Ugly, But Tasty, Old Fruit

Today’s fruit du jour is medlar (Mespilus germanica), one of the most-disgusting-looking fruits you could imagine. Don’t stop reading! Medlar was a popular fruit in the Middle Ages, and with good reason. Charlemagne was so taken by this fruit that he decreed that it be planted in every town he conquered. Medlar needs some contemporary pr.
Let’s get those bad looks out of the way. Picture a small apple with a rough, russeted skin and the calyx end — the end opposite the stem — flared open. Not very pretty, eh? That homely appearance gave rise to

some not-so-complimentary nicknames. “Open-arse” fruit, for example, by Chaucer. Or, from Shakespeare, more discretely, “open-etcetera.”

Ugliness, for medlars, is not just skin deep. When harvested, which was a few weeks ago here, the fruits are white and rock hard within, and not ready for eating. The fruit must be bletted, or ripened, a couple of weeks or more. I blet my medlars by setting them on the cool, north windowsill facing my kitchen sink. With the woodstove at full tilt, the air at the windowsill might still be too dry for best bletting, so I also have a few fruits bletting beneath a small bell jar in another cool part of the kitchen. A wrinkling, dark skin tells me that bletting is complete. At this point the flesh has experienced a dramatic transformation —  to brown mush.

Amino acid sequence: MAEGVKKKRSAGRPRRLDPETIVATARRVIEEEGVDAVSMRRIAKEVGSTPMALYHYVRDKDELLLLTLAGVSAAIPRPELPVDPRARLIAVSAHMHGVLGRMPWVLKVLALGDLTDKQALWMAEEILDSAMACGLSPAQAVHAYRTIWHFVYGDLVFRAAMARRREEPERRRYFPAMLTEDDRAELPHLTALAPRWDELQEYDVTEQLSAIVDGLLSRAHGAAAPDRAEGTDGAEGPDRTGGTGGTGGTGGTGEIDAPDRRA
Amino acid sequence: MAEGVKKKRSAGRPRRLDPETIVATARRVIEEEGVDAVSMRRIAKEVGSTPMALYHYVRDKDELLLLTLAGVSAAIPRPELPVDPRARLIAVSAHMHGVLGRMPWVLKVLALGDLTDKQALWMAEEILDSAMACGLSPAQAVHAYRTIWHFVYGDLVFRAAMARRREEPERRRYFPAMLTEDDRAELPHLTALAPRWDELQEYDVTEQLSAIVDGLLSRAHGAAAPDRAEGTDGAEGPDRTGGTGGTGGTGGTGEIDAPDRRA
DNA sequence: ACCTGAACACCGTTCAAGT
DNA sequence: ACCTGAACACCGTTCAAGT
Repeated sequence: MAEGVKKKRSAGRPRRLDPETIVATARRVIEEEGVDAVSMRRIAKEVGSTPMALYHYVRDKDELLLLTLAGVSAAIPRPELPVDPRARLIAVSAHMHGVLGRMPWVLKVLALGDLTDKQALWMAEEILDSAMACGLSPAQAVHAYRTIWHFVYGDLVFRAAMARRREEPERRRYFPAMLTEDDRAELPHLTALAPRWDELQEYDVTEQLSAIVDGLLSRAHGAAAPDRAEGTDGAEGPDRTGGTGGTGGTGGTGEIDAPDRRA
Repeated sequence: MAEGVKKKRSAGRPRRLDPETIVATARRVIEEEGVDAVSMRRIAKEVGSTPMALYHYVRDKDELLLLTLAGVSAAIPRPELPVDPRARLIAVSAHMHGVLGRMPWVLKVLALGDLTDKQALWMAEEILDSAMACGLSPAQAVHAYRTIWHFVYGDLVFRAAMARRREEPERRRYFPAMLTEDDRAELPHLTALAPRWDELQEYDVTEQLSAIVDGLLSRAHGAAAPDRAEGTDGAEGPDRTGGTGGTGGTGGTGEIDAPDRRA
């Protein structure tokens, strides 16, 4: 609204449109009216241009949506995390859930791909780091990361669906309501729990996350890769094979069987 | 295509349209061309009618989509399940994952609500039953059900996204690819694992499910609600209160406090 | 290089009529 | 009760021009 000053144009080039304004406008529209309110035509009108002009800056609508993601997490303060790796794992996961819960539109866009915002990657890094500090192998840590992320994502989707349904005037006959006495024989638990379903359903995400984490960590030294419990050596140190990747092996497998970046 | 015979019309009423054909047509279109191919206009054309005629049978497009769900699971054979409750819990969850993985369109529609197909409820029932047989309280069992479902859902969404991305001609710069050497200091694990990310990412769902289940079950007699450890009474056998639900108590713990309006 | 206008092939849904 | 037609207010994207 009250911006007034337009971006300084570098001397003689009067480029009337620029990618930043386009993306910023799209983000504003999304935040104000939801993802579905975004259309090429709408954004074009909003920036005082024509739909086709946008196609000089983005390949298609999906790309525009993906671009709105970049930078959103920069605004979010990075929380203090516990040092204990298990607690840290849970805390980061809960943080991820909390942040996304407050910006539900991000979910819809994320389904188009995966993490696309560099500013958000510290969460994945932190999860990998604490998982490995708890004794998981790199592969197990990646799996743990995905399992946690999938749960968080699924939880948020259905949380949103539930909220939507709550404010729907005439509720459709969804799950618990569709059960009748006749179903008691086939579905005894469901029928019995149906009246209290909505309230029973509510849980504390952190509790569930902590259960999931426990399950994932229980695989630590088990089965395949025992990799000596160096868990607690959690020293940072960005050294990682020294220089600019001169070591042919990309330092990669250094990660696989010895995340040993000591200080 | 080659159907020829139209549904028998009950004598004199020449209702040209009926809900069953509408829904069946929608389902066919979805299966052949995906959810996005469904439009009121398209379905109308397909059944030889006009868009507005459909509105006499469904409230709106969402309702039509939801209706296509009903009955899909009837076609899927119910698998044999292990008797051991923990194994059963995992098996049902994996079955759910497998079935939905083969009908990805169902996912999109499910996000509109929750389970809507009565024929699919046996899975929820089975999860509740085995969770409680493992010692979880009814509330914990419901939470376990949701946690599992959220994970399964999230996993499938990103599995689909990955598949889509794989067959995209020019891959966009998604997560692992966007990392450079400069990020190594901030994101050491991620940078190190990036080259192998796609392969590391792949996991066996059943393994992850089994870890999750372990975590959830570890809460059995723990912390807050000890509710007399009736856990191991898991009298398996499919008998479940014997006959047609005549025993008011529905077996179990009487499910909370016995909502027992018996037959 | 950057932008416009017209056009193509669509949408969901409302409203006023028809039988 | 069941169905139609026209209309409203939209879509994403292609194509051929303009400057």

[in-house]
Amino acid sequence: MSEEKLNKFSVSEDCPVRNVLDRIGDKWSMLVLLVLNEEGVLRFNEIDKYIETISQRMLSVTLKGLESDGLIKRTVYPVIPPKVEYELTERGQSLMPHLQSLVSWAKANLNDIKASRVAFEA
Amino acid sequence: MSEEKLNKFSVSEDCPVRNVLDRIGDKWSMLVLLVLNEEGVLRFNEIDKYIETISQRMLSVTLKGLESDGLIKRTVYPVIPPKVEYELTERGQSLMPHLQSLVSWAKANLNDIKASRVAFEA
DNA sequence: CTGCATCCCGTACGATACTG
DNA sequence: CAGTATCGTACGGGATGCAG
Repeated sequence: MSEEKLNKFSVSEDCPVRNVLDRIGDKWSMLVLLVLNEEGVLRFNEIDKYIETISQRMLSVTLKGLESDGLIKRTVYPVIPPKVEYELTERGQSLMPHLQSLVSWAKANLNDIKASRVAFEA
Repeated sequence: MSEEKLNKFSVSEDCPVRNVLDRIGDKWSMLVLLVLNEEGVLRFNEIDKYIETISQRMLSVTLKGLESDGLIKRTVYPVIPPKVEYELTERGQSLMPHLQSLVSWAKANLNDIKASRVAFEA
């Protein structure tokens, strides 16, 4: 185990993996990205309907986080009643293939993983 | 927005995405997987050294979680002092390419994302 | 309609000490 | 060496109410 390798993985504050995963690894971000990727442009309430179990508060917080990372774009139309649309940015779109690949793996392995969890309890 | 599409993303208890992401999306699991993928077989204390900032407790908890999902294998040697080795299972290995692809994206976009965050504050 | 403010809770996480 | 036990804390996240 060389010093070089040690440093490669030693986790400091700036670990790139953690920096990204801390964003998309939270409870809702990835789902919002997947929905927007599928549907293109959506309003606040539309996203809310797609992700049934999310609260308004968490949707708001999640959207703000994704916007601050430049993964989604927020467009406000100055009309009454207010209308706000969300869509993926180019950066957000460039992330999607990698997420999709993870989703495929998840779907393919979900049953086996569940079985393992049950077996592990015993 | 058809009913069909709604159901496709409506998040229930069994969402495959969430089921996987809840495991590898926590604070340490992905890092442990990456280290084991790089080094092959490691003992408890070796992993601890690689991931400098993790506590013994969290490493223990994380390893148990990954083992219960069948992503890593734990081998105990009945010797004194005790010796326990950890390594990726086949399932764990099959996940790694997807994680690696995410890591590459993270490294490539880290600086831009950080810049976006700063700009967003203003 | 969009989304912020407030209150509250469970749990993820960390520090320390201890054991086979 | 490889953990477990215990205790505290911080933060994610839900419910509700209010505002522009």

I put all that ugliness behind me and taste that brown mush. Delicious! Something like very rich applesauce with hints of wine. I’ve only eaten them straight

up. They allegedly also cook up into delicious tarts, jellies, “fools,” and the like. Here’s a simple recipe for a tart, dating back to 1660, from Robert May’s The Accomplisht Cook: “Take medlars that are rotten, strain them, and set them on a chaffing dish of coals, season them with sugar, cinamon and ginger, put some yolks of eggs to them, let it boil a little, and lay it in a cut tart; being baked scrape on sugar.”

(For a once popular fruit, medlar has had its share of pejoratives. “Rotten,” in the above recipe, means bletted. But many fruits, including European pears and avocados, need to be harvested unripe to ripen off the plant. Admittedly, few are brown mush when ready to eat.)
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So much for medlar’s bad looks and good flavor. Let’s take a good look at the plant itself.
Those ugly fruits ripen on a very attractive, small tree that never reaches more than about eight feet high or a spread of equal width. It’s a year ‘round beauty, even now, leafless, with its craggy branches and light brown bark. In spring, in contrast to many other fruit trees, the leaves unfold before the blossoms; each

blossom, opening singly and with white petals like a wild rose (a relative), is then framed by a whorled backdrop of forest-green leaves.

The tree is also self-pollinating, so does not need a companion to set fruit. Small size, beauty, and ability to perform solo make a medlar tree perfect for a small yard. One tree, then, doubles as your ornamental plant and your fruit tree.
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Pests can be a big bugaboo when growing tree fruits. The best way to deal with pests is to avoid them, and the best way to avoid them is to grow kinds or varieties of fruits naturally resistant to pests. That’s one reason I suggest against growing apples pretty much anywhere east of the Rocky Mountains. (Two of apples most significant pests, plum curculio and apple maggot, are absent from many areas of the West.) Nectarines, peaches, apricots, and plums similarly suffer from serious insect and disease problems, again, especially east of the Rocky Mountains.